Clarkie of the Week: David Henriques

Will Talbot, Scarlet Staff

Photo courtesy of Anthony Henriques

David Henriques (‘22) is a junior and Environmental Science major (completing the Earth Systems Science track) with a minor in Geography (GIS specialization) at Clark, who is planning on completing a fifth-year accelerated master’s degree in GIS after he graduates. David runs for the men’s cross country team, is the treasurer of CUGA (the Clark University Geography Association), and will become the vice president of the new chess club on campus. He also takes part in Outing Club events, is a passionate environmental advocate, has amazing knowledge of old-school hip hop, and is an awesome friend. I had the pleasure of interviewing him as the Clarkie of the Week this past weekend!

Scarlet: Thanks for taking the time to talk with me, and congrats on being nominated as Clarkie of the Week! First off, can you introduce yourself and tell us three fun facts about yourself?

David: Yeah, so my name is David Henriques. I teach golf lessons to kids in the summer. I’m involved in a Dungeons and Dragons campaign, and I recently have been starting to get into chess.

Scarlet: How did you first find out about Clark, and when did you decide that it was the college for you?

David: I found out about Clark University when I was a sophomore or junior in high school. I knew somebody who went to Clark, and he said a lot of great things about the school. So that’s how I found out about Clark; then I toured Clark, and fell in love with it.

Scarlet: What have been some of your favorite courses, projects, and/or professors at Clark? How have they helped you in your academic journey?

David: For courses, I would have to say Forest Ecology was a great class. It was the class I always wanted to take, but I just didn’t really know it existed until I took it because it’s an Earth System Science class. As a segway, Professor [Dominik] Kulakowski is probably one of my favorite professors at Clark. I’ve had him three times and he’s just a fantastic professor. For projects, being involved in a lot of GIS classes, I’ve gotten to do some cool stuff. For my remote sensing project, I looked at an area of land in my hometown that was potentially going to be developed; I created several maps, and actually showed them at the town meetings.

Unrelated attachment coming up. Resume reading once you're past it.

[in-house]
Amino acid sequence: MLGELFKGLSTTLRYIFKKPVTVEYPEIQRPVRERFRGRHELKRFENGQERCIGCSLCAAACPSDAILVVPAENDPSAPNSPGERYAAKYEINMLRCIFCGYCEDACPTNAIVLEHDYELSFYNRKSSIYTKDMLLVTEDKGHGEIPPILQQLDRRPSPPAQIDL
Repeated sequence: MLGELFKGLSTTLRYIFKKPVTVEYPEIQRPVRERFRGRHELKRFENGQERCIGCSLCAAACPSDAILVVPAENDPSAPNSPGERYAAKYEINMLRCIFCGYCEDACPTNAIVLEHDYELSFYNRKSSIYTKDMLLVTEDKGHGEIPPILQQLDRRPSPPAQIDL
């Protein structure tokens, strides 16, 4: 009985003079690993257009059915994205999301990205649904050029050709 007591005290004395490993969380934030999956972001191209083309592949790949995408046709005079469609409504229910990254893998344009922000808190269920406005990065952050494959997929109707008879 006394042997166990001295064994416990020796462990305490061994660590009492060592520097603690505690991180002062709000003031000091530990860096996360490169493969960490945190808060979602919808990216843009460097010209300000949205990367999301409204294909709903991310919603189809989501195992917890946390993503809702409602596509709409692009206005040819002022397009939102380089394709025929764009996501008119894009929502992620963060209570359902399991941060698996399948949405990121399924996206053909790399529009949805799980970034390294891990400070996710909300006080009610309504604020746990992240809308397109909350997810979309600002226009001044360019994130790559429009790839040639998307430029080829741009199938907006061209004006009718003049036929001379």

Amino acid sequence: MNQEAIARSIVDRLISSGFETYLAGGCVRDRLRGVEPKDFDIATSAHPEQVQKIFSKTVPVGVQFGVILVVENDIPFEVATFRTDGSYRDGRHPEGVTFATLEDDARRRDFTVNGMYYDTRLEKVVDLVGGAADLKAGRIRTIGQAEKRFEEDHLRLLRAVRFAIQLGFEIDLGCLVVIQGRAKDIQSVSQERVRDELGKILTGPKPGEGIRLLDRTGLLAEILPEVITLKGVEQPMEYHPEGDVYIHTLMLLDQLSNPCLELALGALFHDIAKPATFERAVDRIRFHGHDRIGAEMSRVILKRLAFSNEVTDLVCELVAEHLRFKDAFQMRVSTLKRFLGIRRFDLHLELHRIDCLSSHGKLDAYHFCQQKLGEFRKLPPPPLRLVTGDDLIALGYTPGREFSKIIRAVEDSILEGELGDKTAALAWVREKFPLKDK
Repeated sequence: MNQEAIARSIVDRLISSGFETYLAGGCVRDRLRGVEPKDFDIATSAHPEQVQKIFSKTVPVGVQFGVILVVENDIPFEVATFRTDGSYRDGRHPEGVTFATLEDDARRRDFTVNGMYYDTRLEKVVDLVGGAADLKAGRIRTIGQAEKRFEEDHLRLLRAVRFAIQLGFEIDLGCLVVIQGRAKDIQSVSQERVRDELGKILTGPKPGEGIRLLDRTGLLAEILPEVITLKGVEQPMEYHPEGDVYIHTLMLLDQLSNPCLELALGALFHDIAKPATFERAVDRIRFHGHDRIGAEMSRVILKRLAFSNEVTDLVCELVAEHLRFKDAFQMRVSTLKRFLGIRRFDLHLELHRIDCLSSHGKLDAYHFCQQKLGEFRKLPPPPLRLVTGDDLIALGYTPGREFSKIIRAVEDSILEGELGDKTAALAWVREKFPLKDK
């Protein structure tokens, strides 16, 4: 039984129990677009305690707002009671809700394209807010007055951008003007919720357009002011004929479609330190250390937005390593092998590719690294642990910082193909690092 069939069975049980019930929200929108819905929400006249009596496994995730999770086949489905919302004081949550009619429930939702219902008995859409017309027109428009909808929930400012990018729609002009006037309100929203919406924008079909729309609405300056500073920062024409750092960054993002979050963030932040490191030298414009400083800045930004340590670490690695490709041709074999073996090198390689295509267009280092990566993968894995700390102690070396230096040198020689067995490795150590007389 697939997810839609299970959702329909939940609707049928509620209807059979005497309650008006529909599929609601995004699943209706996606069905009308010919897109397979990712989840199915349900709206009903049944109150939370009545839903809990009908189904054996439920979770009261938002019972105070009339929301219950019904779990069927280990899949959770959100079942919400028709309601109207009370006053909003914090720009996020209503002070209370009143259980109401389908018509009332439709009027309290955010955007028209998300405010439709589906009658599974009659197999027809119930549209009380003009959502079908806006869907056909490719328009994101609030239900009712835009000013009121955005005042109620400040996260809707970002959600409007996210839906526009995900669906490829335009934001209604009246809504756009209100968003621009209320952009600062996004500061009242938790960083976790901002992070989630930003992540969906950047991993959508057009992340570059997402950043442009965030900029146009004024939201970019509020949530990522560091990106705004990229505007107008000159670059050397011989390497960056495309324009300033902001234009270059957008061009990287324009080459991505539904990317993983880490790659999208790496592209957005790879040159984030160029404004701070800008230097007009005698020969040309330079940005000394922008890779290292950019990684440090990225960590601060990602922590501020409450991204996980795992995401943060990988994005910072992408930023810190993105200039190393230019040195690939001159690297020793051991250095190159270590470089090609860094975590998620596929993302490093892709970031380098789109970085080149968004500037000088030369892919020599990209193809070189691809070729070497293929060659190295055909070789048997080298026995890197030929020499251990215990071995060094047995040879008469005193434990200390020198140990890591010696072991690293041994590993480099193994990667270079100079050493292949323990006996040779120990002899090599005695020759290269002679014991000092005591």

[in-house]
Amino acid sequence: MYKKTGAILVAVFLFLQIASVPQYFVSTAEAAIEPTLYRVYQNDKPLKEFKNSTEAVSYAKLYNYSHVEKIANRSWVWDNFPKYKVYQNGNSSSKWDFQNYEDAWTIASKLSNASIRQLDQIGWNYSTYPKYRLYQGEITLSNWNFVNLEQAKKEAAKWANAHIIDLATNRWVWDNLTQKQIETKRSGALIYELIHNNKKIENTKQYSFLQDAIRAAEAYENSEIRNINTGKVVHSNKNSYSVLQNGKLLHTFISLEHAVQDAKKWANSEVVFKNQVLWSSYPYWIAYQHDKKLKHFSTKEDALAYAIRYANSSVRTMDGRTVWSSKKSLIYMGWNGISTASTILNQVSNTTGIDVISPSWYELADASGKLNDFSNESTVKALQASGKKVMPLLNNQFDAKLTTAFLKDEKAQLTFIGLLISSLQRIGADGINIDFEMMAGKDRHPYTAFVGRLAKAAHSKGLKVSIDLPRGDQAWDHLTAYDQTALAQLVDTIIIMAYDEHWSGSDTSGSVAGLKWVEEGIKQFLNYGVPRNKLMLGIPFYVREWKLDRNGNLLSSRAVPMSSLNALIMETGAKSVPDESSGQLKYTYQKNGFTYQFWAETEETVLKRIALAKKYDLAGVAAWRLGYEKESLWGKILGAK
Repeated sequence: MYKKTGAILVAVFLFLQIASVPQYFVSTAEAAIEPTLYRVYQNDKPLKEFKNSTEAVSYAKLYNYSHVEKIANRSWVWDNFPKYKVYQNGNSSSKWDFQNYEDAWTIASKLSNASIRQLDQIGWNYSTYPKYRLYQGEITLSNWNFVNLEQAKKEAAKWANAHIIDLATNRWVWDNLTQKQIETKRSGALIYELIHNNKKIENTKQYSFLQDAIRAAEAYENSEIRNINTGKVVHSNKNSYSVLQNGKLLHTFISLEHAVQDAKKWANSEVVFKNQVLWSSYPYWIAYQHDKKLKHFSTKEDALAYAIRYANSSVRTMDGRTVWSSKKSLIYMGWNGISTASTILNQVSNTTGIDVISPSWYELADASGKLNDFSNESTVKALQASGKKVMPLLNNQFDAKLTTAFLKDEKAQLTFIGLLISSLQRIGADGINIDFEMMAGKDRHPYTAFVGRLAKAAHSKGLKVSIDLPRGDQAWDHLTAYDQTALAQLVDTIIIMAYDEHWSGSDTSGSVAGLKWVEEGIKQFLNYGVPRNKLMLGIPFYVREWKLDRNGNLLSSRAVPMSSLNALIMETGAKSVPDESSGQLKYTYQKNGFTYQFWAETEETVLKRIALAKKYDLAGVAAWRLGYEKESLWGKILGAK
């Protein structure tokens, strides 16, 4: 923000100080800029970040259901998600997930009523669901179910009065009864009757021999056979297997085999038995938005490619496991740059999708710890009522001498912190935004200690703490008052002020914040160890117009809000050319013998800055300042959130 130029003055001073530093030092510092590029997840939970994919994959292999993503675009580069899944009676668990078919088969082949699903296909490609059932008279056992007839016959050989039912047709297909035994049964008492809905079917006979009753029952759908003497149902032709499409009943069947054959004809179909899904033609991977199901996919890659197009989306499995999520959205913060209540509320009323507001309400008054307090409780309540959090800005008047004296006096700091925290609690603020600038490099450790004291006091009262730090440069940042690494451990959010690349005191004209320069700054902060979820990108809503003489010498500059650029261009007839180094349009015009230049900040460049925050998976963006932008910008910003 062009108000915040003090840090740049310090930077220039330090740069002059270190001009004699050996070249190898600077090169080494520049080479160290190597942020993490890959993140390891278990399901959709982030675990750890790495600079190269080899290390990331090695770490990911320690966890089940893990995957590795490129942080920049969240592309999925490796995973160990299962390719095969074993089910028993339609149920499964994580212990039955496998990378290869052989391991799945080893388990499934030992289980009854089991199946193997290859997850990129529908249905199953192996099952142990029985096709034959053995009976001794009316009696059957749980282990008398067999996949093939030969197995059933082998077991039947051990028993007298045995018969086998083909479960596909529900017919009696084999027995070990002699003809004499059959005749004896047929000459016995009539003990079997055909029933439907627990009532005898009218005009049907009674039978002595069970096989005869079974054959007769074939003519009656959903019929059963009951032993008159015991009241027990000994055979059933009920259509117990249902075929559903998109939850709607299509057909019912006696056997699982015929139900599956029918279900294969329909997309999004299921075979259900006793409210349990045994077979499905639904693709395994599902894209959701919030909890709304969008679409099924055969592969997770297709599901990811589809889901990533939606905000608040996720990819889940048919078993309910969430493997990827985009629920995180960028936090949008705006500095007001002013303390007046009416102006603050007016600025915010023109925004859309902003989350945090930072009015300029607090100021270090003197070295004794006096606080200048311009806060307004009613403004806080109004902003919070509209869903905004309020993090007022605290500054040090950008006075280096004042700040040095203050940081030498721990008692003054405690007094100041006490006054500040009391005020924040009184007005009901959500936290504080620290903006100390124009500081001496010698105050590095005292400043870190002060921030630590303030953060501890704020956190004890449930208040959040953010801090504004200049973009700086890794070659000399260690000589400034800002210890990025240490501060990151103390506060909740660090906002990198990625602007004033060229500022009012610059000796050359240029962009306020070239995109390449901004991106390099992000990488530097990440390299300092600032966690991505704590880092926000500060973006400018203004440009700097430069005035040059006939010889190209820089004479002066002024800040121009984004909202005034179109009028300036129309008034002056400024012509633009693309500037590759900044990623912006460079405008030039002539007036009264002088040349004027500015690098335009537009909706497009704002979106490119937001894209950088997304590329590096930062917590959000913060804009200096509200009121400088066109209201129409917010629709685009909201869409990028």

Scarlet: Could you tell us some fun memories from your time at Clark so far?

David: Thinking back, there’s a lot of things to do in Worcester. Freshman year, I went to a hockey game in Worcester because one of my friends had a bunch of tickets. We saw the Worcester Railers, and that was a fun time. Also, being a part of the cross country team, going on the meets are always some of my favorite times, because we always cheer each other on and it’s a fun experience to run for Clark.

Scarlet: Going off of that, how has your experience as a varsity athlete on campus been? What is your favorite college cross country memory so far?

David: My experience, it’s kinda everything I envisioned. In a sense that it’s a really good atmosphere because, being a D3 sport, we all take it seriously but at the same time we aren’t trying to compete for spots; so there is a lot more of a team element. Always, each season, I look forward to running with the team and cheering everyone on. I wouldn’t say it’s my favorite memory, but the most memorable thing that happened was a meet we had when I was a sophomore. There were a lot of wasps around that course, and about a mile into the five-mile race, I got stung. Other people got stung too, one of my teammates got stung in his throat. When I got stung, it hurt a lot, but it just made me run faster! It was funny, cause I ended up going super fast, and getting my personal record because I got stung by a bee! After the race was over, we came to find out that a lot of our people on our team got stung. We were always joking about it, it was a fun thing that we always talked about.